Thesis Defense: Katrina Mendrey!

Katrina Mendrey

Mendrey canoeing on Lake Sawyer with her dog Jude.

That dullness you’re experiencing—that listless and rudderless feeling at the start of Summer Quarter—has an easy diagnosis: thesis withdrawal.

Lucky for you there’s an easy remedy coming up at 10 a.m. this Monday, July 1, when Katrina Mendrey will be defending her Master’s Thesis in Anderson 22!

“Metal Response of Douglas-fir: A Comparison of Metal Uptake and Phytochelatin Production in Trees Planted in Soil Amended with Biosolids or Metal Salts”

Mendrey’s research explores the relationship between metal uptake in needles of Douglas-fir trees and phytochelatin production to determine if phytochelatin measures are an accurate indicator of metal stress in forest ecosystems. In addition, metal response in trees planted with similar concentrations of metals in the form of biosolids or metal salts are also compared.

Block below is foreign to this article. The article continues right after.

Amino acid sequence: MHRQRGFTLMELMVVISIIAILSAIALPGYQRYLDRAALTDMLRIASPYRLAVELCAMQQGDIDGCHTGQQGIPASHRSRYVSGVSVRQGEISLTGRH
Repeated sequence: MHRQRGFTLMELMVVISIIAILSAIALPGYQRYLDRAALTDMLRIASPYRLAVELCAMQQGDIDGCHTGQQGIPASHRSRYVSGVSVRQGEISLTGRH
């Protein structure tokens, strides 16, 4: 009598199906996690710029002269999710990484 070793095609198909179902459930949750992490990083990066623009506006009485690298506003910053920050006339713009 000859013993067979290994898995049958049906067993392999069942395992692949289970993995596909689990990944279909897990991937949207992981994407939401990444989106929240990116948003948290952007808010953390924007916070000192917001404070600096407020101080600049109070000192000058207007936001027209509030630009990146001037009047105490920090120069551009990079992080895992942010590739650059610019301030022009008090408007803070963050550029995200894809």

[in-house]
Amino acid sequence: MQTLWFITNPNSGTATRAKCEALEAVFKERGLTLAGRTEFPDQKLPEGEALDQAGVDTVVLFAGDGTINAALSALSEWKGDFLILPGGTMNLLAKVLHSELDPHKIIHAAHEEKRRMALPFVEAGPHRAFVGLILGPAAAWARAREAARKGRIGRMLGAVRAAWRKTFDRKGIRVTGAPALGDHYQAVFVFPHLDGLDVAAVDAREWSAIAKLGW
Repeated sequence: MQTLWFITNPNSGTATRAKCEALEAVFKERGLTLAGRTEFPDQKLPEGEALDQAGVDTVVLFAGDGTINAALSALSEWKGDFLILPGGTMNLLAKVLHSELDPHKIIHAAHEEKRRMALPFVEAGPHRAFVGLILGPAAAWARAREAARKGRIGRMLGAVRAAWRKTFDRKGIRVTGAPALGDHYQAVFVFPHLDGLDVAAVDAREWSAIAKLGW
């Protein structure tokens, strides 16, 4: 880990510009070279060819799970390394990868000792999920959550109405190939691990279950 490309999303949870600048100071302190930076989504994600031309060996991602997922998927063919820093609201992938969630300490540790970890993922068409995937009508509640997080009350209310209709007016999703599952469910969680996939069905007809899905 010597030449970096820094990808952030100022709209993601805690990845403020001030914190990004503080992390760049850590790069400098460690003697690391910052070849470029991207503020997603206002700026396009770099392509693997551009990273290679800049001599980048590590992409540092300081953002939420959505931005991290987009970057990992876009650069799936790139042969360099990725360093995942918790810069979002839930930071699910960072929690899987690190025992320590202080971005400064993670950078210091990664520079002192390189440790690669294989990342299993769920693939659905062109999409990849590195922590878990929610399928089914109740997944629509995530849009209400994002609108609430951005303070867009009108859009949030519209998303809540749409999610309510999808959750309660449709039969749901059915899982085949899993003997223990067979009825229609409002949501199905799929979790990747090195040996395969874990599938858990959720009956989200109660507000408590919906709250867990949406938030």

If you’re around campus, join us in Anderson 22 at 10 a.m.!

Photo © Katrina Mendrey.

Katrina Mendrey Awarded AWRA Fellowship

Katrina Mendrey, a full-time master’s student with the School of Environmental and Forest Sciences (SEFS), has just been awarded a $2,000 fellowship through the Washington Section of the American Water Resources Association (AWRA).

Katrina Mendrey
Mendrey canoeing on Lake Sawyer with her dog Jude.

Mendrey began her master’s program in January 2012 with her faculty advisor, Professor Sally Brown, and the AWRA fellowship will assist her research into ways of limiting phosphorus leaching from soils used in rain gardens.

The end goal is to develop a simple method that can be used by soil producers to ensure the soils they make for in situ stormwater management will not contribute to eutrophication—a phenomenon causing large losses in aquatic life when algae blooms fueled by nutrients begin to decompose using up available oxygen. Such a method would allow for a greater variety of composts to be used in rain gardens, broadening the market for these local resources while enhancing the potential for such soils to protect aquatic ecosystems from both urban runoff and nutrient overloads.

Mendrey will formally receive the award at an event this January.

Congratulations, Katrina, and good luck with your research!

Photo © Katrina Mendrey.